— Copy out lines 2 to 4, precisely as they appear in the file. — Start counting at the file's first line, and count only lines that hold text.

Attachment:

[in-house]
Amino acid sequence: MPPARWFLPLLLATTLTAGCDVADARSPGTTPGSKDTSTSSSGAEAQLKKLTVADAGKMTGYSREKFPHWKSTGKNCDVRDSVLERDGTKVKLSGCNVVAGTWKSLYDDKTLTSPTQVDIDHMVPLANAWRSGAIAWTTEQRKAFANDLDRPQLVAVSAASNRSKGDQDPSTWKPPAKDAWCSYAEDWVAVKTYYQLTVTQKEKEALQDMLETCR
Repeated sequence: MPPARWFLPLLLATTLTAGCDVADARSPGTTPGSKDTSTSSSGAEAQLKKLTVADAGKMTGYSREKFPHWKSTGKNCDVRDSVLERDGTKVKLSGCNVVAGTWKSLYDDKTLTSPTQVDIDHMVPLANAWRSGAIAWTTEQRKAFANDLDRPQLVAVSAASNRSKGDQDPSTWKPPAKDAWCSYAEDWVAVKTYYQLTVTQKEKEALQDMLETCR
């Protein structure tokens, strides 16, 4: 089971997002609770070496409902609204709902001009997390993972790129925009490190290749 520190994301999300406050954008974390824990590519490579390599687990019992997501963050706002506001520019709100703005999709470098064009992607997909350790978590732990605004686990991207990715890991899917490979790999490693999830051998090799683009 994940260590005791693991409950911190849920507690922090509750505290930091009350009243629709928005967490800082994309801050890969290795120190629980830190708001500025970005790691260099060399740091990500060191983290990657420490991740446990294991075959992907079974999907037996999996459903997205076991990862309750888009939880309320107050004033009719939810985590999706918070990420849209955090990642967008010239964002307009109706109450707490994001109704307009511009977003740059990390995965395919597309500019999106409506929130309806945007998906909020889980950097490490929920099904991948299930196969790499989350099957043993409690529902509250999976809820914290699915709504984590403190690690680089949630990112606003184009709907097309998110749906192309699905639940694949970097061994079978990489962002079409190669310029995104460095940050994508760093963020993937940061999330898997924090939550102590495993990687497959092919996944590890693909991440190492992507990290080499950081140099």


Amino acid sequence: MPPARWFLPLLLATTLTAGCDVADARSPGTTPGSKDTSTSSSGAEAQLKKLTVADAGKMTGYSREKFPHWKSTGKNCDVRDSVLERDGTKVKLSGCNVVAGTWKSLYDDKTLTSPTQVDIDHMVPLANAWRSGAIAWTTEQRKAFANDLDRPQLVAVSAASNRSKGDQDPSTWKPPAKDAWCSYAEDWVAVKTYYQLTVTQKEKEALQDMLETCR
Repeated sequence: MPPARWFLPLLLATTLTAGCDVADARSPGTTPGSKDTSTSSSGAEAQLKKLTVADAGKMTGYSREKFPHWKSTGKNCDVRDSVLERDGTKVKLSGCNVVAGTWKSLYDDKTLTSPTQVDIDHMVPLANAWRSGAIAWTTEQRKAFANDLDRPQLVAVSAASNRSKGDQDPSTWKPPAKDAWCSYAEDWVAVKTYYQLTVTQKEKEALQDMLETCR
């Protein structure tokens, strides 16, 4: 089971997002609770070496409902609204709902001009997390993972790129925009490190290749 520190994301999300406050954008974390824990590519490579390599687990019992997501963050706002506001520019709100703005999709470098064009992607997909350790978590732990605004686990991207990715890991899917490979790999490693999830051998090799683009 994940260590005791693991409950911190849920507690922090509750505290930091009350009243629709928005967490800082994309801050890969290795120190629980830190708001500025970005790691260099060399740091990500060191983290990657420490991740446990294991075959992907079974999907037996999996459903997205076991990862309750888009939880309320107050004033009719939810985590999706918070990420849209955090990642967008010239964002307009109706109450707490994001109704307009511009977003740059990390995965395919597309500019999106409506929130309806945007998906909020889980950097490490929920099904991948299930196969790499989350099957043993409690529902509250999976809820914290699915709504984590403190690690680089949630990112606003184009709907097309998110749906192309699905639940694949970097061994079978990489962002079409190669310029995104460095940050994508760093963020993937940061999330898997924090939550102590495993990687497959092919996944590890693909991440190492992507990290080499950081140099």